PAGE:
This is all obviously tremendously exciting, if you’re into shops and homes and offices and not into depressing, car-based industrial wastelands, which is what the area largely consists of at the moment.

The Brent Cross site. Image: Google.

One element of the new development is the new station, which’ll sit between Hendon and Cricklewood on the Thameslink route. New stations are almost as exciting as new shops/homes/offices, so on balance I'm pro.

What I’ve not been pro is the name. For a long time, the proposed station has been colloquially referred to as Brent Cross Thameslink, which annoys me for two reasons:

1) Route names make rubbish modifiers because what if the route name changes? And:

2) It’s confusing, because it’s nearly a mile from Brent Cross tube station. West Hampstead Thameslink (euch), by contrast, is right next to West Hampstead tube.

Various other names have been proposed for the station. In one newsletter, it was Brent Cross Parkway; on Wikipedia, it’s currently Brent Cross South, apparently through confusion about the name of the new town centre development.

This week, though, Barnet council quietly confirmed it’d be Brent Cross West:

Whilst the marketing and branding of BXS needs to be developed further, all parties agree that the station name should build upon the Brent Cross identity already established. Given the station is located to the west of Brent Cross, it is considered that the station should be named Brent Cross West. Network Rail have confirmed that this name is acceptable for operational purposes. Consequently, the Committee is asked to approve that the new station be named Brent Cross West.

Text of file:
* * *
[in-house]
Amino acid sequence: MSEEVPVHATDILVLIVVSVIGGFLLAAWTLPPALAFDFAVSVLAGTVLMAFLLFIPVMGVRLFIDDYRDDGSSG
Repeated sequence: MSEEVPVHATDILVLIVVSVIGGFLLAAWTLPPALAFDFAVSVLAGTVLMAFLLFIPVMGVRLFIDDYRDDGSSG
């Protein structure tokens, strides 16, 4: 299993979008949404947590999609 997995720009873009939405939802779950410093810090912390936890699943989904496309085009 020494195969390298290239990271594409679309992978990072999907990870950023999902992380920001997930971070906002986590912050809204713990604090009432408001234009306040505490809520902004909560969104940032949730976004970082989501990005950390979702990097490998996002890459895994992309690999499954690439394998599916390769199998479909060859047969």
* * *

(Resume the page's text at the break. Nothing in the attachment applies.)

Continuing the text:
Where the new station will appear on the map, marked by a silly red arrow. Image: TfL.

That will introduce another irritating anomaly to the map, giving the impression that the existing Brent Cross station is somehow more central than the new one, when in fact they’re either side of the development. And so:

Consideration has also been given as to whether to pursue a name change for the tube station from “Brent Cross” to “Brent Cross East”.

Which would sort of make sense, wouldn’t it? But alas:

However owing to the very high cost of changing maps and signage London-wide this is not currently being pursued.

This is probably for the best. Only a handful of tube stations have been renamed since 1950: the last was Shepherd’s Bush Market, which was until 2008 was simply Shepherd's Bush, despite being quite a long way from the Shepherd's Bush station on the Central line. That, to me, suggests that one of the two Bethnal Green stations might be a more plausible candidate for an early rename.


At any rate: it seems unlikely that TfL will be renaming its Brent Cross station to encourage more people to use the new national rail one any time soon. But at least it won’t be Brent Cross Thameslink.

Jonn Elledge is the editor of CityMetric. He is on Twitter as @jonnelledge and also has a Facebook page now for some reason.